MASS THIS SUNDAY (October 23, 2016)
23nd Sunday after Pentecost

12:00 pm, Holy Ghost Church, Knoxville

          St. Edmund Campion Missal & Hymnal page numbers:

     Sprinkling Rite:  Asperges me  (567)

     Order of Mass (569)

     Proper Prayers and Readings (406)

     Ordinary of the Mass:  Mass IX – Cum jubilo (731)

               Kyrie, Gloria, Credo III, Sanctus, Agnus Dei

     Offertory:  Ave Maria (Victoria)          

     Preface of the Holy Trinity (598)

     Communion:  Panis Angelicus (Casciolini)

     Marian Antiphon: Salve Regina (961)

3 pm, St. Joseph the Worker Church, Madisonville

5 pm, Basilica of Sts. Peter & Paul, Chattanooga


MASS NEXT SUNDAY (October 30, 2016)

Feast of Christ the King

12:00 pm, Holy Ghost Church, Knoxville (Mass followed by Benediction)

12:00 pm, Christ Prince of Peace Retreat Center, Benton





Featured Image

Cardinal Robert Sarah heads the Congregation for Divine Worship, the Vatican

department which oversees the liturgy of the Roman Catholic Church world-wide.


This past summer Card. Sarah gave a widely noted address in which he recalled Pope Francis’s observation that “there remains much to be done for a correct and complete assimilation” of Vatican II’s liturgical vision, and the pope’s request that he consider “the possibility and desirability of an official reform of the liturgical reform”—the post Vatican II liturgy—to bring it into line with the true intentions of the Council. Some quotes from that address (here) and from a forthcoming book (here and here):


“Pope Francis asked me to study the question of a reform of a reform and the way in which the two forms of the Roman rite could enrich each other.


 The full and rich celebration of the more ancient use of the Roman rite, the usus antiquior [the traditional Latin form] should be an important part of liturgical formation for clergy, for how can we begin to comprehend or celebrate the reformed rites with a hermeneutic of continuity if we have never experienced the beauty of the liturgical tradition which the Fathers of the Council themselves knew and which has produced so many saints over the centuries?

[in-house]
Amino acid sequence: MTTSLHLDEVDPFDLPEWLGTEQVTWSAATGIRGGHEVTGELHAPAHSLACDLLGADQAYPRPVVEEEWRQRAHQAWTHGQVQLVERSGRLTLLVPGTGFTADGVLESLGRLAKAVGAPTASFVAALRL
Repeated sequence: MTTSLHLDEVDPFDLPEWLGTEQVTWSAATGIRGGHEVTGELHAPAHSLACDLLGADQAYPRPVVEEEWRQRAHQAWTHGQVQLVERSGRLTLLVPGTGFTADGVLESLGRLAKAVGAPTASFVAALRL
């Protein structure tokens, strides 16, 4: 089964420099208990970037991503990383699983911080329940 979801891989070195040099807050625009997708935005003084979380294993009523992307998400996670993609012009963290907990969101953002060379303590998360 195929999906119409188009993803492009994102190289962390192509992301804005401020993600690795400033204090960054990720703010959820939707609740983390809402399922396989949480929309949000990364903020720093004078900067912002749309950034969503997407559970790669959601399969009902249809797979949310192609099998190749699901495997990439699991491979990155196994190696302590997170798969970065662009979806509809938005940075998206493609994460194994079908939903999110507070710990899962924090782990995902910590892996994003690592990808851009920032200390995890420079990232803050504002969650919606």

I believe that it is very important that we return as soon as possible to a common orientation, of priests and the faithful turned together in the same direction [ad orientem]—Eastwards or at least towards the apse—to the Lord who comes, in those parts of the liturgical rites when we are addressing God. This practice is permitted by current liturgical legislation. It is perfectly legitimate in the modern rite. Indeed, I think it is a very important step in ensuring that in our celebrations the Lord is truly at the centre.


 “Pope Francis has asked me to continue the extraordinary liturgical work Pope Benedict began. Just because we have a new pope does not mean that his predecessor’s vision is now invalid. On the contrary, as we know, our Holy Father Pope Francis has the greatest respect for the liturgical vision and measures Pope Emeritus Benedict XVI implemented in utter fidelity to the intentions and aims of the Council Fathers.


 “We must get the right balance between the vernacular languages and the use of Latin in the liturgy. The Council never intended to insinuate that the Roman rite be exclusively celebrated in the vernacular.